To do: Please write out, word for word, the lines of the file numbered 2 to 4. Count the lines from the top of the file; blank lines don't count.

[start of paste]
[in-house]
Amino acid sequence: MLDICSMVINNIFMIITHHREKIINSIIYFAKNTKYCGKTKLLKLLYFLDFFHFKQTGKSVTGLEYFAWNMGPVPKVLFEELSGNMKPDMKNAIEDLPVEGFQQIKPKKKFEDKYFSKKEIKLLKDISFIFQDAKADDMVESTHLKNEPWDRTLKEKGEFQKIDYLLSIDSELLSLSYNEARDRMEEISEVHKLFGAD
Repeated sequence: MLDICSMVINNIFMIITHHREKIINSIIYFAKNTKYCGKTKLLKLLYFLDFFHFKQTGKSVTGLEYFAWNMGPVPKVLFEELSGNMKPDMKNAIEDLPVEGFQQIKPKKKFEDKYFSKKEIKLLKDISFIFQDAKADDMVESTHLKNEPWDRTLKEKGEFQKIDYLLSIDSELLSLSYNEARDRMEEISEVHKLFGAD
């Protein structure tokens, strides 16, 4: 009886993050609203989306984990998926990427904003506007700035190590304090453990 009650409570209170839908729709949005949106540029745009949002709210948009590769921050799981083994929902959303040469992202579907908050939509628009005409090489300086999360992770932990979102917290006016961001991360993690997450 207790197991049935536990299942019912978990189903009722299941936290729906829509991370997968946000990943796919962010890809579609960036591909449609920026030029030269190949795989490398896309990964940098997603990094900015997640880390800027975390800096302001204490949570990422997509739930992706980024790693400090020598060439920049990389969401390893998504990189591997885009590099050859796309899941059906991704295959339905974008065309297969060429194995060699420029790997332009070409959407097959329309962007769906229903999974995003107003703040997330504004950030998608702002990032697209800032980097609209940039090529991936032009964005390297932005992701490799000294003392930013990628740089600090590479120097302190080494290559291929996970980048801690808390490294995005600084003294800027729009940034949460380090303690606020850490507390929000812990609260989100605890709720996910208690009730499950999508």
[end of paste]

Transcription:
Amino acid sequence: MLDICSMVINNIFMIITHHREKIINSIIYFAKNTKYCGKTKLLKLLYFLDFFHFKQTGKSVTGLEYFAWNMGPVPKVLFEELSGNMKPDMKNAIEDLPVEGFQQIKPKKKFEDKYFSKKEIKLLKDISFIFQDAKADDMVESTHLKNEPWDRTLKEKGEFQKIDYLLSIDSELLSLSYNEARDRMEEISEVHKLFGAD
Repeated sequence: MLDICSMVINNIFMIITHHREKIINSIIYFAKNTKYCGKTKLLKLLYFLDFFHFKQTGKSVTGLEYFAWNMGPVPKVLFEELSGNMKPDMKNAIEDLPVEGFQQIKPKKKFEDKYFSKKEIKLLKDISFIFQDAKADDMVESTHLKNEPWDRTLKEKGEFQKIDYLLSIDSELLSLSYNEARDRMEEISEVHKLFGAD
């Protein structure tokens, strides 16, 4: 009886993050609203989306984990998926990427904003506007700035190590304090453990 009650409570209170839908729709949005949106540029745009949002709210948009590769921050799981083994929902959303040469992202579907908050939509628009005409090489300086999360992770932990979102917290006016961001991360993690997450 207790197991049935536990299942019912978990189903009722299941936290729906829509991370997968946000990943796919962010890809579609960036591909449609920026030029030269190949795989490398896309990964940098997603990094900015997640880390800027975390800096302001204490949570990422997509739930992706980024790693400090020598060439920049990389969401390893998504990189591997885009590099050859796309899941059906991704295959339905974008065309297969060429194995060699420029790997332009070409959407097959329309962007769906229903999974995003107003703040997330504004950030998608702002990032697209800032980097609209940039090529991936032009964005390297932005992701490799000294003392930013990628740089600090590479120097302190080494290559291929996970980048801690808390490294995005600084003294800027729009940034949460380090303690606020850490507390929000812990609260989100605890709720996910208690009730499950999508």